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The Five Best Tips for Getting a Job When You Haven’t Worked in Years

Are you ready to return to the workforce after a long absence? Are your children now in school full-time and you want to put that free time toward earning a pay check? Wondering how to compete in a market that has changed in the past decade? You can get a great job even if you’ve been unemployed for a long time. It may take more work, but you can do this. Here are some tips to help you succeed in your job search.

Get your documentation and dates in order

Think about all the things you will need to fill out job applications, create a resume and fill out paperwork for background checks. This will include your current address and your addressed for the past 10-20 years. If you’re having trouble remembering all of this, go online and order a free credit report from one of the top three reporting agencies. It’s amazing all of the information contained there, but one useful item will be a list of all the addresses you’ve used. You will also need to know your social security number and your driver’s license number and expiration date, so jot these down also.

Your employment history

You will also need a comprehensive list of all the places you’ve worked, the address (or at least city and state), the name of your supervisor, your rate of pay and your title. Also list the job duties that were required, the equipment you used, and then make some notes about the accomplishments you had in that job. For the dates of these jobs, you’ll at least want to know the month and year. If you cannot remember these and the company is still in business, try calling the Human Resources department to see how you can get your starting and ending dates.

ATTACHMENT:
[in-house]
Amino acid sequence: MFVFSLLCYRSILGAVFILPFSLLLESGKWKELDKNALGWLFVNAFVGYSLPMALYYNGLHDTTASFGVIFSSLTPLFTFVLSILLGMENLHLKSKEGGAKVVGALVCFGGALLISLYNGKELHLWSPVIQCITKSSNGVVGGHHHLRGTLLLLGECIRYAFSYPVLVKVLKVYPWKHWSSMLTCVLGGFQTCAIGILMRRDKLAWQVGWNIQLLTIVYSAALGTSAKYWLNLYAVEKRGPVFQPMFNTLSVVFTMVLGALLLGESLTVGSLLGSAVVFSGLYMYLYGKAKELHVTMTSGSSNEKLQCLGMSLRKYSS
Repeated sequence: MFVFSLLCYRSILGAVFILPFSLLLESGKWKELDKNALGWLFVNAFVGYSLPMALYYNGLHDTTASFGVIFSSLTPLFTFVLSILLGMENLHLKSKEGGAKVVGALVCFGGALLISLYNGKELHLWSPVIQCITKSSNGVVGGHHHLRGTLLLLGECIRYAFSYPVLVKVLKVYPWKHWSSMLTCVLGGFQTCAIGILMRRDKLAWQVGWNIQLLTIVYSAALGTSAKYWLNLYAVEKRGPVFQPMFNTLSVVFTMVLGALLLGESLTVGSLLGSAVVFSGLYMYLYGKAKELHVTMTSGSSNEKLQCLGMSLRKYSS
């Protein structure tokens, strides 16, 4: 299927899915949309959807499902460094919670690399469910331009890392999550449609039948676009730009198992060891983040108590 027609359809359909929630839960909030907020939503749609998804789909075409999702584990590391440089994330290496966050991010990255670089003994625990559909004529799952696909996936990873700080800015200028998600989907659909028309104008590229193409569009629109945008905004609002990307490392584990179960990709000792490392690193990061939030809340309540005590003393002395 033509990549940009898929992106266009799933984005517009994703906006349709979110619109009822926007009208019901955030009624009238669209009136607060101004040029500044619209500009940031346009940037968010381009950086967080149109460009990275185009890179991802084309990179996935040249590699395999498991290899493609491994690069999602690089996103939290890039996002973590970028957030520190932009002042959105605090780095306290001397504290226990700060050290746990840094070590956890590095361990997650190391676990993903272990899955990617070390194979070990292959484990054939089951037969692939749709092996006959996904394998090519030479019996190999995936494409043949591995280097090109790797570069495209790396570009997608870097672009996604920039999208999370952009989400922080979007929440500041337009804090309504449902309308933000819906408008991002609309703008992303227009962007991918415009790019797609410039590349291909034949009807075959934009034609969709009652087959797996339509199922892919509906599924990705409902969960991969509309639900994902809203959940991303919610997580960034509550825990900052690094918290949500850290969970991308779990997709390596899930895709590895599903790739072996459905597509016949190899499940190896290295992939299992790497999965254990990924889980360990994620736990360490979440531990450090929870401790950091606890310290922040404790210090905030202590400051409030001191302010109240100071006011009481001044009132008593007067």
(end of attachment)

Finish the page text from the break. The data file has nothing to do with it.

Your education

You will then need a list of every school you’ve attended going back to high school. Make sure you compile the start and ending months and dates, the subjects you studies, any diplomas or certificates earned, any awards you earned and any honor societies you joined. If you’ve taken additional training in business-related areas such as computer programming or Web site development, make sure you make a list of these since they will be relevant to an employer.

Your references

You will also need a list of references. For professional references, you’ll need at least three people who have worked with you in the past who will give you a great recommendation as an employee. It is a courtesy to contact them first and ask permission to use them as a reference, ask them the address and phone number they prefer that you use in your job applications and then thank them later after you get a job. You may also be asked for personal references. These can be your friends, however, choose carefully the people you ask to be your personal references. You want those friends who will present you well, speak well of you and conduct themselves professionally during an quick telephone interview.

Read your credit report

Did you order that free credit report to fill in the blanks on your addresses for the past 20 years? If you didn’t, you need to order this because these days most employers will run a credit check before they hire you. Make sure there are no surprises in your report. It is not uncommon for people to find errors, so get to them first and do what it takes to get them corrected.

Now that you’ve compiled all of this information, you can create your resume. You are also ready to fill out any form presented to you, so make sure you take your notes when you go to a business and are asked to fill out forms there. Many employers now have online applications and these will now be a breeze for you. Stick to the project and remain optimistic. You can get a job even if it’s been awhile since you’ve had one.

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